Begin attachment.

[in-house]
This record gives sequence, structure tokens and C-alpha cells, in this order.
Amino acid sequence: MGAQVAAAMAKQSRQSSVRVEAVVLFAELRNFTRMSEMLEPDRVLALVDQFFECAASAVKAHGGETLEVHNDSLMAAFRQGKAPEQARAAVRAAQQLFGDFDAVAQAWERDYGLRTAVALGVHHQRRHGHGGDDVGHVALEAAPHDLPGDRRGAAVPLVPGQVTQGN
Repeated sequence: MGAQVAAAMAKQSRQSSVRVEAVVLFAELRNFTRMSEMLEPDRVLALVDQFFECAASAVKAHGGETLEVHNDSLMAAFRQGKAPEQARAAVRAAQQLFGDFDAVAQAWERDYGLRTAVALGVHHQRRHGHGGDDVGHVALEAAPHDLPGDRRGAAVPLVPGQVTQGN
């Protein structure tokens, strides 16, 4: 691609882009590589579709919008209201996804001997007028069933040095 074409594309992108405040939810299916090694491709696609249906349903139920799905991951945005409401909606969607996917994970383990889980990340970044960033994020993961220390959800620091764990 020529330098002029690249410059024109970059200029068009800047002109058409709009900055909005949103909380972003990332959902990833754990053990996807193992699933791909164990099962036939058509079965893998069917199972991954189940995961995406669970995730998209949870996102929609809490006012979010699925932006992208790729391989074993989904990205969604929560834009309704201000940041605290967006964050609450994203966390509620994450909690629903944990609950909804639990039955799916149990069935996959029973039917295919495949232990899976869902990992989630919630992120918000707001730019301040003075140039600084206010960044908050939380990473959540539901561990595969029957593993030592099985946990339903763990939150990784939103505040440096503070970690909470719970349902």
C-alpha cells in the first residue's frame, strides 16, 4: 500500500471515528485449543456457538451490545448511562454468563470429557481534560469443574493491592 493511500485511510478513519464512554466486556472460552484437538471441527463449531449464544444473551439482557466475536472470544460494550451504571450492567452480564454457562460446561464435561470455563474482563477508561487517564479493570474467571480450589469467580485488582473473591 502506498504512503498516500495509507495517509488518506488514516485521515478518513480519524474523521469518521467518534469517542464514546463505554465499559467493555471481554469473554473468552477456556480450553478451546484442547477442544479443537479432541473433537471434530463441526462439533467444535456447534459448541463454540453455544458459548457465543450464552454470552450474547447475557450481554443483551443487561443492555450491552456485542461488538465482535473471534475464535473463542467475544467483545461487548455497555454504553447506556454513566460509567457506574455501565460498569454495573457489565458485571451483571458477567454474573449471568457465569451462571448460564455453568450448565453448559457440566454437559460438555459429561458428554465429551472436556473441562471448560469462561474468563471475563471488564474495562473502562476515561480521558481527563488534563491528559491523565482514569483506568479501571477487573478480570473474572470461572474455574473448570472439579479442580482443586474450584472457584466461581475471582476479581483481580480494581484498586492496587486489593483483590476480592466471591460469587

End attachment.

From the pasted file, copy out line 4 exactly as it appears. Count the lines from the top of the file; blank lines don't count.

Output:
Repeated sequence: MGAQVAAAMAKQSRQSSVRVEAVVLFAELRNFTRMSEMLEPDRVLALVDQFFECAASAVKAHGGETLEVHNDSLMAAFRQGKAPEQARAAVRAAQQLFGDFDAVAQAWERDYGLRTAVALGVHHQRRHGHGGDDVGHVALEAAPHDLPGDRRGAAVPLVPGQVTQGN